Romeo and Juliet





Romeo and Juliet

1. Our differences certainly define us. Each person has different personalities, beliefs and backgrounds that make them unique from the next person. The first difference that defines us is our personalities. Some types of personalities are shy, outgoing, friendly, attentive, extroverted, creative, serious, funny, leader, follower, among many other. If a person is an introvert, they tend to keep more to themselves and not be too talkative while in contrast extroverts love to talk about themselves and to other people. Culture and background is another thing that defines us. Depending on where we come form or our culture, there are unique ways of living such as the food we eat, the way we dress and communicate that set us apart from each other, essentially defining who we are. The third thing that defines who we are is our beliefs. These include moral and religious beliefs. Our beliefs guide how we relate with other people and the way we live our lives, therefore our beliefs undoubtedly define who we are as a person.


In the play Romeo and Juliet, the two characters who are very different but refuse to be defined by their differences. They come from two different families that happen to be enemies with each other. Romeo belongs to the Montague family while Juliet belongs to the Capulet family. Because of this, their love is forbidden from the start but they do not allow that to stand in their way. Juliet exclaims, “What’s Montague? It is nor hand nor foot, Nor arm nor face nor any other part Belonging to a man. Oh, be some other name! What’s in a name? That which we call a rose

By any other word would smell as sweet.” (II.ii). Juliet is also a perceptive young woman who had a feeling that Romeo would die when she says, “O God, I have an ill-divining soul! Methinks I see thee now, thou art so low, As one dead in the bottom of a tomb.” (III.v.)


When the lay first begins, Romeo is an immature young man while Juliet is a mature young lady. Romeo does nothing but dwell on his love for Rosaline all day long which is rather silly for a grown person. He says, “Oh, my. Time drags when you’re sad…Griefs of mine own lie heavy in my breast…What else is [love]? A wise madness…A deadly poison…In sadness, cousin, I do love a woman.” (I.i)They are not defined by this difference in their personalities are Romeo becomes more mature from his interaction with Juliet. Romeo believes in fantasy and sees their love as freedom. Juliet asks him how he found her room and he replies, “With love’s light wings did I o’erperch these walls, For stony limits cannot hold love out.” (II.ii.)


The Nurse is quite different from Juliet and Lady Capulet but this does not deter them from getting along. The Nurse is more of a surrogate mother to Juliet because she, the Nurse, lost her daughter who would have been about Juliet’s age. They develop a close friendship and the Nurse often encourages Juliet to find happiness. “Go girl; seek happy nights to happy days” (I.iii.107). Nurse enjoys being humorous and this sets her apart from Lady Capulet but they get along fairly well. : Nurse tells Lady Capulet, “Now, by my maidenhead at twelve year old, / I bade [Juliet] come” (I.iii.2–3). It would have sufficed her to say I summoned Juliet but she adds flair to her statements.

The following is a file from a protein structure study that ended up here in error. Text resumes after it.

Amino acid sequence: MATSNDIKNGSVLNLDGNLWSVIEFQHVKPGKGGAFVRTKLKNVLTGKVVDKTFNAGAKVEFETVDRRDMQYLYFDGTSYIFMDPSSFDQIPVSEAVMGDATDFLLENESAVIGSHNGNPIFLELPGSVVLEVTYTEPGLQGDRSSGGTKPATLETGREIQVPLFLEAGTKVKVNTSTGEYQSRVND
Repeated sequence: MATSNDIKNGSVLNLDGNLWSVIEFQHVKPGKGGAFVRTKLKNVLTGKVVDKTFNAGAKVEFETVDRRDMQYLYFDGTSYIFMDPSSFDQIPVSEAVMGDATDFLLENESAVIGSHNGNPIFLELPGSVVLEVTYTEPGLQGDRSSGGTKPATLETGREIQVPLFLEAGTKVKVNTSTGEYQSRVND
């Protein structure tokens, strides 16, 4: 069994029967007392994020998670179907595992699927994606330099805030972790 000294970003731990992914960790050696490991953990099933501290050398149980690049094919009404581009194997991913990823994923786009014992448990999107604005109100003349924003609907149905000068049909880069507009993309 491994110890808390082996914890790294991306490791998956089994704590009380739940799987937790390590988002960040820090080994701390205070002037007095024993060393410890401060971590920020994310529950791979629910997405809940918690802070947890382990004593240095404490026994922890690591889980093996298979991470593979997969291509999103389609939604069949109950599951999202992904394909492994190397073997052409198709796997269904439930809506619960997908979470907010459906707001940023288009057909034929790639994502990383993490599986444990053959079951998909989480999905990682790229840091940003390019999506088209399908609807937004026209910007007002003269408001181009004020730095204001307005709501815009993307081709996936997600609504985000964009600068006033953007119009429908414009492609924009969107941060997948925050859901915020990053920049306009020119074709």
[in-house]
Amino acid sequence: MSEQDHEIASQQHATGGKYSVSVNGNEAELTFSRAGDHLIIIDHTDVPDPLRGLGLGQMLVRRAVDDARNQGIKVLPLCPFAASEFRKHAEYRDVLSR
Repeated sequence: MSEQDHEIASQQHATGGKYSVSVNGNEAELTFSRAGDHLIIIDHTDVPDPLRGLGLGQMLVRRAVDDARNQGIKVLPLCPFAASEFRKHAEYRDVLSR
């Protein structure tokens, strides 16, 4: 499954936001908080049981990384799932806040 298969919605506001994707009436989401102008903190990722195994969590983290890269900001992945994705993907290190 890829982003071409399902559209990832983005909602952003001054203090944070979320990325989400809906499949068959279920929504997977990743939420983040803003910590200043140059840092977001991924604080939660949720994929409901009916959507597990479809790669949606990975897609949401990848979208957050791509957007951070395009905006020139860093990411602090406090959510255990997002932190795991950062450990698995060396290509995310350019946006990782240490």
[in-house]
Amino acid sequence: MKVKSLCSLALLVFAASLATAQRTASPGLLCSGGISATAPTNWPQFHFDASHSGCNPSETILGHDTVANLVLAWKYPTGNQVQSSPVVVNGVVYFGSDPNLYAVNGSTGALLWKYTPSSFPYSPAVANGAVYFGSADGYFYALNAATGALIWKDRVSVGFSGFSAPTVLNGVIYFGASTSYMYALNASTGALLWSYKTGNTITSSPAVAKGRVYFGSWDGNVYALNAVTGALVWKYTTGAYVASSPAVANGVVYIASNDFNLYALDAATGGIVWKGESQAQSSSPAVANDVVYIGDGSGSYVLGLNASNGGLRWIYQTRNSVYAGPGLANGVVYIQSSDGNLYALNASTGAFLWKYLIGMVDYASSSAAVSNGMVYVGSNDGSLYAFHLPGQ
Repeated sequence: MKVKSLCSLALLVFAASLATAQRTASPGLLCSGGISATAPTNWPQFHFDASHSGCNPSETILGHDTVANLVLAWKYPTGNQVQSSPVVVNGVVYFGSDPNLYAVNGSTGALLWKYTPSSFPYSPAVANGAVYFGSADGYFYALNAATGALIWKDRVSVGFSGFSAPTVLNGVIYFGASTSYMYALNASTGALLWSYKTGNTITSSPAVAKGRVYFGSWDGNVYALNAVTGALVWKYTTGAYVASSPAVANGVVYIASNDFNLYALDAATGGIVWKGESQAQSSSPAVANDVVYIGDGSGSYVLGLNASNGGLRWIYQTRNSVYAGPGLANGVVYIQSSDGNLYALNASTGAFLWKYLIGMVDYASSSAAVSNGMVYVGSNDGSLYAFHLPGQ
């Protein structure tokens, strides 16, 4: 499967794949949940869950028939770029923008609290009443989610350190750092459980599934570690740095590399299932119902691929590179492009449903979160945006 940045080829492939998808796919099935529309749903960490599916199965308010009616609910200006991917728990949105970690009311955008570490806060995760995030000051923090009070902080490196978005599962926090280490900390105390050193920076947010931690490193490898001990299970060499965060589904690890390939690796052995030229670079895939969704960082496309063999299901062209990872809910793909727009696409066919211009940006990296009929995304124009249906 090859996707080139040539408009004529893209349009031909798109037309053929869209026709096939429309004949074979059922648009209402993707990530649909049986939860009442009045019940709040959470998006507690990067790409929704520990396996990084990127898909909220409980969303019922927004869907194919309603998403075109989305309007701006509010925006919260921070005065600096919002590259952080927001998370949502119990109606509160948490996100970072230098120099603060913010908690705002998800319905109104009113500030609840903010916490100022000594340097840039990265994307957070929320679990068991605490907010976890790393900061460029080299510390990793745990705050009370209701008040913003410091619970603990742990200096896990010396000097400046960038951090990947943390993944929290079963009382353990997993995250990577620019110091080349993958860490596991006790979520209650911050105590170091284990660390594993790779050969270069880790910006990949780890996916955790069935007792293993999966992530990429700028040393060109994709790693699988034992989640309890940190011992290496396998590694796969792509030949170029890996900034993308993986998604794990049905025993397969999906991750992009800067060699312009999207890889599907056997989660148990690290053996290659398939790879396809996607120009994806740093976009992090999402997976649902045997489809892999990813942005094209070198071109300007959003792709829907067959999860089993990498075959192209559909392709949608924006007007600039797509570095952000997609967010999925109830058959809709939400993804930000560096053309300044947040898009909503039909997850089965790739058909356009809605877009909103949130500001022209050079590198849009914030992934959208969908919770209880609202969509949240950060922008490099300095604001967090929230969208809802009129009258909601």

Mercutio is defined by his humor and cynicism. He makes fun of Romeo’s love for Juliet, showing that he does not believe in love as Romeo does. He remarks, “Appear thou in likeness of a sigh, Speak but one rhyme and I am satisfied, Cry but “Ay me,” pronounce but “love” and “dove.” (II.i.). Mercutio sees their love to be immature. He is also disdainful of dreams and fantasies, dismisses them in saying, “True, I talk of dreams, Which are the children of an idle brain, Begot of nothing but vain fantasy.” (I.iv.)


Tybalt is an angry person, quick to draw his sword at the slightest provocation instead of listening to reason. He is Juliet’s cousin and believes that Montagues are their enemies simply because of their names. He tells Lord Capulet, Juliet’s father, “Uncle, this is a Montague, our foe, A villain that is hither come in spite To scorn at our solemnity this night.(I.v.69-71). He hates the fact that his cousin married a Montague and dared Romeo to a fight. Tybalt says,” Boy, this shall not excuse the injuries That thou hast done me. Therefore turn and draw.” (III.i.65)Romeo refuses to be baited, and Tybalt ends up accusing Romeo of being weak.

3. Juliet is one of the significant characters in the play. She is a young lady whose parents want her to marry Paris whom she does not love. I would have approached her situation in a similar manner as she did. She chose Romeo over Paris although her parents objected to her choice. Despite the cat that she was very young, she was able to think in the clear headed manner about the man she would marry. She chose to run away from her life and privilege to be reunited with Romeo. Romeo killed her cousin Tybalt and for this. Juliet belonged to an aristocratic family, and she was not free to get out of the house and mingle with other girls of her age.

In the modern day, there may still be aristocratic families that desire their children to marry specific people. This is, however, a very rare scenario. With many of today’s young people having firm opinions and options available to them, it is difficult to imagine a situation such as Juliet’s. Juliet would never be forced to marry a man against her wish. She would have the choice to run away and live her own life. She would not be defined by her aristocracy or her age but by her determination and her passion.